This editorial first appeared in the Fairbanks Daily News-Miner:
Critics of Gov. Sean Parnell’s call to lower Alaska’s oil taxes often claim the state’s existing rates fall in the mid-range among the world’s political jurisdictions and therefore deserve the same judgment Goldilocks bestowed upon Baby Bear’s cereal — “it’s just right.”
This persistent assertion indeed deserves company with Goldilocks, but for a different reason — it’s a fable.
State senators are among the most ardent opponents of the governor’s proposal. Yet the most recent presentation from the Senate’s own consulting firm, PFC Energy, documents reality at the expense of myth once again.
Speaking to the Senate Finance Committee last week, a consultant presented charts and analysis that explain why Alaska has difficulty attracting oil company reinvestment at a time of record profits: The total government take — state and federal — from oil produced in Alaska puts us squarely in the upper reaches of oil-producing regions. And that position is mostly because of the state’s highly progressive tax rate.
A PFC Energy consultant explained the situation for senators, and he wasn’t ambiguous. “Alaska’s government take has risen significantly over recent years, meaning new project economics can be very challenging.”
For existing producers in Alaska, PFC estimates, the total government take from a barrel of oil sold at $100 is 74 percent. Among the advanced countries in the Organization for Economic Cooperation and Development that PFC rated, that’s a higher government take than all but Norway. On new development in Alaska, the percentage is even higher — about 77 percent, PFC estimated, which exceeds even Norway’s take.
At higher prices — $140 per barrel, for example — the total government take in Alaska rises to about 77 percent on existing producers and 80 percent on new development, PFC said. Alaska again exceeds Norway in both those cases.
Those countries on PFC’s charts where total government take exceeds Alaska’s are in much lower-cost and sometimes politically risky regions. In descending order for new development at $100 per barrel, they are: Syria, Uzbekistan, Pakistan, Bolivia, Oman, Trinidad, Azerbaijan and Turkmenistan.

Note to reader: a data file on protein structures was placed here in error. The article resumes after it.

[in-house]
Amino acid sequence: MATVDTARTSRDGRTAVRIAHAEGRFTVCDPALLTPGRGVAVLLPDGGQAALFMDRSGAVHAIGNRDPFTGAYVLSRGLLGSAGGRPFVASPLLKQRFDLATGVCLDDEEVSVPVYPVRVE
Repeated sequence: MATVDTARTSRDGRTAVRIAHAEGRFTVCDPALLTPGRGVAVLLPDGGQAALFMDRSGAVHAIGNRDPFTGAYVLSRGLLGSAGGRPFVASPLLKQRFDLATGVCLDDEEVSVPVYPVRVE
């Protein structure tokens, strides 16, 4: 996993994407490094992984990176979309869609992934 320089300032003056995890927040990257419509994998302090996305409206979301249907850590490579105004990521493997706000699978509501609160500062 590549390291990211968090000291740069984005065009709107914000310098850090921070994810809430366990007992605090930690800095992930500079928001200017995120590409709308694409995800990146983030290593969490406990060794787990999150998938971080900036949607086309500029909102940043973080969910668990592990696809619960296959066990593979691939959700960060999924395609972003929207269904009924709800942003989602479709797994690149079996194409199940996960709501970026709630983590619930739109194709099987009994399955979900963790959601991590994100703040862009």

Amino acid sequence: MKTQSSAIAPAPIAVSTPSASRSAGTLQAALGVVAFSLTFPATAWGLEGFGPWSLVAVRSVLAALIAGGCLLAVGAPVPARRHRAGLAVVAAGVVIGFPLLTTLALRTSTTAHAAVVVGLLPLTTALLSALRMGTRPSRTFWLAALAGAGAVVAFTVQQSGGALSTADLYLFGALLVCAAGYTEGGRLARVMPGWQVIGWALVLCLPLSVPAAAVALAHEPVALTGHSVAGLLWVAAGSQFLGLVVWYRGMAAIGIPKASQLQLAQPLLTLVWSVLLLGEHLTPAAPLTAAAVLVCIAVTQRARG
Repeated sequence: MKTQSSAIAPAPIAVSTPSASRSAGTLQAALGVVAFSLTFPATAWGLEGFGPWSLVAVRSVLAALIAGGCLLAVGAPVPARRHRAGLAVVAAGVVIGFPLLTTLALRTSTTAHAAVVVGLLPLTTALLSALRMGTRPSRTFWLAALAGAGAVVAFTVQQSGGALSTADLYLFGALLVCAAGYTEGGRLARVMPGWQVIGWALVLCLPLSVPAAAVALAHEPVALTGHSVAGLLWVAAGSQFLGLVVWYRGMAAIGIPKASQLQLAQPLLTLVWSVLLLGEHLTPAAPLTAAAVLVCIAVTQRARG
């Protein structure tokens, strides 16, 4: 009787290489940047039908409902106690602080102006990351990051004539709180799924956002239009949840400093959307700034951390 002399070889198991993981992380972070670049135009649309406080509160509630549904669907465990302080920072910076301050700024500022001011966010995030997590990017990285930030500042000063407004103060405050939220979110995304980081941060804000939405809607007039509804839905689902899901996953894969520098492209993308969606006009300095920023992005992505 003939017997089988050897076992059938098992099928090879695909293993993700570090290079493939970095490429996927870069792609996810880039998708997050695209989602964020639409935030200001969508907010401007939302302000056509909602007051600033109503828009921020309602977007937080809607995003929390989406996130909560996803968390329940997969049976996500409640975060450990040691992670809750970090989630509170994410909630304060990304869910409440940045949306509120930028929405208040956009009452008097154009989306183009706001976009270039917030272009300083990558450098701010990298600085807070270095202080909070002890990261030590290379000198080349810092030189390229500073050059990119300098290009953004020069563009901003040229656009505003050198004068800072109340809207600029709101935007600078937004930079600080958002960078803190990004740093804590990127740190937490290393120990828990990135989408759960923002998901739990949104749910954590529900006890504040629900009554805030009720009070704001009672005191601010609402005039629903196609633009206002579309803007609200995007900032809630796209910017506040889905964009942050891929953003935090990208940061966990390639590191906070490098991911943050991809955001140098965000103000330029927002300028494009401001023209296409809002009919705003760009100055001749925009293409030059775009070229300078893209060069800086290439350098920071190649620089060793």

PFC summarized the effect of the state’s present tax regime, dubbed Alaska’s Clear and Equitable Share, on efforts to reverse the decline of oil production in Alaska.
“ACES appears to work well as a ‘harvest’ regime. Existing mature fields remain profitable ... Maximum ‘rent’ extracted from a declining production base is captured for the state,” the presentation slides explain. “ACES inhibits the development of new projects and resources that might help stem or even reverse the decline. ACES is not progressive with regard to costs, so high government take applies even to very high-cost projects. Progressivity can have a major detrimental impact on break-even prices for high-cost projects at current oil prices.”
Credit the Senate’s leadership for acknowledging these effects. The Senate’s alternative to Parnell’s proposal would tamp down Alaska’s progressively higher tax rates by a bit, in the interest of attracting investment.
However, the consultants said the Senate’s proposal, in the form of a committee substitute for Senate Bill 192, wouldn’t do much.
“On a current-year basis, government take under CSSB192 would be significantly lower than under ACES only at (Alaska North Slope) crude oil prices about $230,” according to PFC’s analysis. “On a profect-lifecycle basis, that threshold may be lower ... but the impact on project economics at likely price levels remains negligible.”
If Alaska wants to attract new projects, those projects need strong economics to compete with the rest of the world. Legislation with a “negligible” impact is not what Alaska needs.